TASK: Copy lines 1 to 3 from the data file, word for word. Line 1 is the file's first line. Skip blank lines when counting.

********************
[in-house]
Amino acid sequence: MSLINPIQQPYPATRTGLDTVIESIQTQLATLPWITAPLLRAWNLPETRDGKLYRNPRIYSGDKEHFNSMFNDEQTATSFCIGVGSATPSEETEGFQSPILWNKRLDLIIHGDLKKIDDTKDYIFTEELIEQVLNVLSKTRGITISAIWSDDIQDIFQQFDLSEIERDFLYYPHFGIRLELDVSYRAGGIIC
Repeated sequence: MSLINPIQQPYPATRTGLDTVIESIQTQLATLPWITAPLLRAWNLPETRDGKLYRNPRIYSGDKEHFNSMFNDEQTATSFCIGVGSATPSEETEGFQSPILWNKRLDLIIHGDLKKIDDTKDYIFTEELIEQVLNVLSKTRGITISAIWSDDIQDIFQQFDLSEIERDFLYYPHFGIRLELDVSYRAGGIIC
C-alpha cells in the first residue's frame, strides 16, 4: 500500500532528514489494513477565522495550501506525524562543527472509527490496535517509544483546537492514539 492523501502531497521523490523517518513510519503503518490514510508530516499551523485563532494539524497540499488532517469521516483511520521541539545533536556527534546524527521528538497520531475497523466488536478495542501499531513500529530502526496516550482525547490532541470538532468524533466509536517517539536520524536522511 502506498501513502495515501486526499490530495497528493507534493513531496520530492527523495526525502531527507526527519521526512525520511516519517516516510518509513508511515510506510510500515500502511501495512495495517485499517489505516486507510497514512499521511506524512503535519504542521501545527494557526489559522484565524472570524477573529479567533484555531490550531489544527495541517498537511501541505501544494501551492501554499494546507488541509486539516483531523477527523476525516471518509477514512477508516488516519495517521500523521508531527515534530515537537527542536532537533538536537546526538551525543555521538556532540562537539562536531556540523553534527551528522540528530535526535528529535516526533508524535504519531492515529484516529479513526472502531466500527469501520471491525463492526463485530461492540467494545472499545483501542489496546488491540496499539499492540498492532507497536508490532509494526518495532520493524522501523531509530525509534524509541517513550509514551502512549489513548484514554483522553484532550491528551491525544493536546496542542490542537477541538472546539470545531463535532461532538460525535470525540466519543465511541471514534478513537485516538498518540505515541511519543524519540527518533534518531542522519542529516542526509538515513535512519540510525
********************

[in-house]
Amino acid sequence: MSLINPIQQPYPATRTGLDTVIESIQTQLATLPWITAPLLRAWNLPETRDGKLYRNPRIYSGDKEHFNSMFNDEQTATSFCIGVGSATPSEETEGFQSPILWNKRLDLIIHGDLKKIDDTKDYIFTEELIEQVLNVLSKTRGITISAIWSDDIQDIFQQFDLSEIERDFLYYPHFGIRLELDVSYRAGGIIC
Repeated sequence: MSLINPIQQPYPATRTGLDTVIESIQTQLATLPWITAPLLRAWNLPETRDGKLYRNPRIYSGDKEHFNSMFNDEQTATSFCIGVGSATPSEETEGFQSPILWNKRLDLIIHGDLKKIDDTKDYIFTEELIEQVLNVLSKTRGITISAIWSDDIQDIFQQFDLSEIERDFLYYPHFGIRLELDVSYRAGGIIC